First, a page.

S is for Stanley
Friday January 20 through Thursday February 2 at IFC Center: individual screenings, $14
To celebrate the premiere of the S is for Stanley, a documentary that takes a rather unique approach to the life and work of Stanley Kubrick, IFC Center is throwing a two-week retrospective for the director, and it’s starting this Friday. Which is actually perfect timing, really, because if there’s one day this year that you’re desperately going to want to hide from the world, Inauguration Day is probably it.
Like many filmmakers, director Alex Infascelli has long been a Stanley Kubrick obsessive, to the point where he says, “I thought I knew everything about the man.” But when he meets Emilio D’Alessandro, an Italian race car driver and Kubrick’s personal assistant for 30 years, Infascelli realized that Kubrick was much more complex than the dark, reclusive, super serious great-genius type that he has so often been portrayed.
IFC’s retrospective, on the other hand, has no problem calling Kubrick an “unparalleled genius.” Featuring 15 films that you’d expect to make the list (Full Metal Jacket, Lolita, A Clockwork Orange, 2001: A Space Odyssey, Dr. Strangelove, Eyes Wide Shut, etc.) there’s bound to be at least one you haven’t seen, or maybe one you haven’t seen in a while. I mean, certainly, you never bothered with A.I. Artificial Intelligence, a film that Kubrick started and Steven Spielberg directed and completed in none other than the year of our lord 2001 (I mean, come on, seriously?)
Film Fundraiser Benefit for Oakland Ghost Ship
Thursday January 19, 6 pm at Bar Matchless: $10 to $25
There’s not a whole lot of info about this show, but I get the feeling that you won’t need a whole lot of convincing, given the title. The double header features two films, MLK Jr. Way and Remember You’re Special, that organizers say “were made possible directly because of an incredibly supportive and inspiring community of artists, musicians, and creators in Oakland. Time for us to return the favor.”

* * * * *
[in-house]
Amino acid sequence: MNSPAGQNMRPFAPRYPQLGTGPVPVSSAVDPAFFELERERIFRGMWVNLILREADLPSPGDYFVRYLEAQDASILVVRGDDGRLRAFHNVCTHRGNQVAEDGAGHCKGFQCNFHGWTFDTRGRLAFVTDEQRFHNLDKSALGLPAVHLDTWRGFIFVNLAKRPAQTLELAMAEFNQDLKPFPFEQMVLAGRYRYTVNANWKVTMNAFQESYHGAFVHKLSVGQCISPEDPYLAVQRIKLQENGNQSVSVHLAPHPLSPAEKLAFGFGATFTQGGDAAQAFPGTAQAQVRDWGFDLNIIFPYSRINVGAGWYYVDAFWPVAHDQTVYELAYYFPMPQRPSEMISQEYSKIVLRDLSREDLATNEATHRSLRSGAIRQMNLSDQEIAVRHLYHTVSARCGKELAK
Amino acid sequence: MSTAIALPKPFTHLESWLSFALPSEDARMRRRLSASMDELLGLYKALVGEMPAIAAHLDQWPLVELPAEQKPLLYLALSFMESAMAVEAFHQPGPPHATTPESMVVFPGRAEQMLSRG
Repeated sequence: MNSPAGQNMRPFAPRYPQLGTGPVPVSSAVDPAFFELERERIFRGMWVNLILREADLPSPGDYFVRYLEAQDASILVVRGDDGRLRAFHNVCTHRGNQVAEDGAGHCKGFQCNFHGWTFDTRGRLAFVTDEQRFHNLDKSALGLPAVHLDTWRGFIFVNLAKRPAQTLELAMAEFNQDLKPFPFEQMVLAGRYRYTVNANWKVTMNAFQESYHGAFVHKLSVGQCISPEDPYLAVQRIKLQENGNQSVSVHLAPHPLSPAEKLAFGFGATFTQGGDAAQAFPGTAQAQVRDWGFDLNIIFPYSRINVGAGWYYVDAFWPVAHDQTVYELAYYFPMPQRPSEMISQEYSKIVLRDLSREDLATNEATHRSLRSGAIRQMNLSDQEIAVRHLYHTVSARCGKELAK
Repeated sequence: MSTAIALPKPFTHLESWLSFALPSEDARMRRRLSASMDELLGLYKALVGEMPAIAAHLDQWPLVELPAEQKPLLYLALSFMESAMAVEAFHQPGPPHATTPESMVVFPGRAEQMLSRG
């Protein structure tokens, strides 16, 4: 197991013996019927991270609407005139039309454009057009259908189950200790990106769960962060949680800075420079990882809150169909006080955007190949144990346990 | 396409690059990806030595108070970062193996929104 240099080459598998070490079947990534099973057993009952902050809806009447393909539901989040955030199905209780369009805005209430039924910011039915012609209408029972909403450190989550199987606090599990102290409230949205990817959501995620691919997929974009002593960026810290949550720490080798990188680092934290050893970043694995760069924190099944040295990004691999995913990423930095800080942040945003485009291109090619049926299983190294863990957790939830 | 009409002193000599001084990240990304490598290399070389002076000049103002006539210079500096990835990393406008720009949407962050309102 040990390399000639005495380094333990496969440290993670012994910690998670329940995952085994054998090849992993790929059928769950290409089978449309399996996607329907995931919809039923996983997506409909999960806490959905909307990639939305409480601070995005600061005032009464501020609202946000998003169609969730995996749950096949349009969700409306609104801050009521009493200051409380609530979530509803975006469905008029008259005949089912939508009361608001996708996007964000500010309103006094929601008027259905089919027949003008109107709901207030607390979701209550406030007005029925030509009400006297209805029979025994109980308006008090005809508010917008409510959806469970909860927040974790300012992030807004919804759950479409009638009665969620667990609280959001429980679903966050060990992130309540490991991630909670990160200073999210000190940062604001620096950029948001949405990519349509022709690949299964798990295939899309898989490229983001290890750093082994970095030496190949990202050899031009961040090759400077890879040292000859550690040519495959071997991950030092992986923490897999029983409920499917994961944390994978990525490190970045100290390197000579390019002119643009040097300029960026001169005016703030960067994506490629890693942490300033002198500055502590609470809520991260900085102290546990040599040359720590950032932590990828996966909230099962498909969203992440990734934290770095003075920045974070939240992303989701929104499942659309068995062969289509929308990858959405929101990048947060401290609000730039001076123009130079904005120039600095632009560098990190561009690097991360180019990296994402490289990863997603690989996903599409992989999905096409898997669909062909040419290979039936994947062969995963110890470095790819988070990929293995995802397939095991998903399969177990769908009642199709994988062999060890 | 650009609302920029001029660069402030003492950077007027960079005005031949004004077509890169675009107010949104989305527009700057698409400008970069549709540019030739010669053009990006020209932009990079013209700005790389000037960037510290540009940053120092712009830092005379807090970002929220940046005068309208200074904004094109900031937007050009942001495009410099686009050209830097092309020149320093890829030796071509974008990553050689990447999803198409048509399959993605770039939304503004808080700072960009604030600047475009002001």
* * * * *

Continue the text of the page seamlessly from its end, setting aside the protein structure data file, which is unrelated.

“MLK” ain’t quite a documentary, so keep in mind that the film about “two young Mexican American guys who lose their jobs (partly from laziness partly from the recession), and their home (due to the rocky climate in West Oakland)” is definitely scripted. Still, the grainy sunrise-to-sunrise shots of living the young/broke party life in Oakland feels spot on (uh, also keep in mind I spent, like, a very hazy week and a half there a few years ago at the top of my drinking game, livin’ it up before grad school got super cereal). The struggle is real, but so are the good times. And if all those slinky nightlife thrills feel somewhat like a giant question mark, consider that the predicament these characters and many of us are in right now (aka lol jobs) is decidedly different from what’s popping in SF, where fratty frat tech bros are swimming in VR money absent of any taste whatsover.
Likewise, Remember You’re Special is all about the hustle. The mumblecore style doc-ish feature follows a group of friends, all so-called Millennials living in the SF/Oakland area and trying to make it (whatever that means) amidst “deferred dreams, student debt and complicated romantic relationships.” As executive producer and actor Sean Conroy told the SF Gate: “There’s a lot of media and older people who think our generation is one of laziness and entitlement, and we think that’s deliciously ironic because we graduated into a financial system that they broke. What we see around us is people trying as hard as they can to do what we can.” True that.
Saturday January 21, midnight at Spectacle: $5
Here’s a great way to get a date this weekend, and you won’t have to compromise even an inch of human dignity in the usual ways. (Let’s be real, the last time you checked Tinder, you ended that beers outing with friends by softly crying into your phone when you realized you had zero matches.) Just pick the next suitor of your choice and say, “Hey babe(s), wanna go check out this Egyptian “disco vampire” thriller at Spectacle?” S/he positively can’t say no.
Fangs takes all the super-camp and gender-bending sexy time of The Rocky Horror Picture Show, and magnifies it simply by virtue of the fact that the star has much better bone structure than Tim Curry. Add in some shots that look a whole lot like odes to Holy Mountain through that vaseline-coated-lens hue we know and love from soap operas, and you’ve got yourself a guaranteed good time.
Spectacle writes, “However much director Mohammed Shebl may have worn his love of that cult icon [Rocky Horror] on his sleeve, his ambitious and wildly imaginative attempt to transcribe it into contemporary 1981 Egypt makes for something wholly his own.”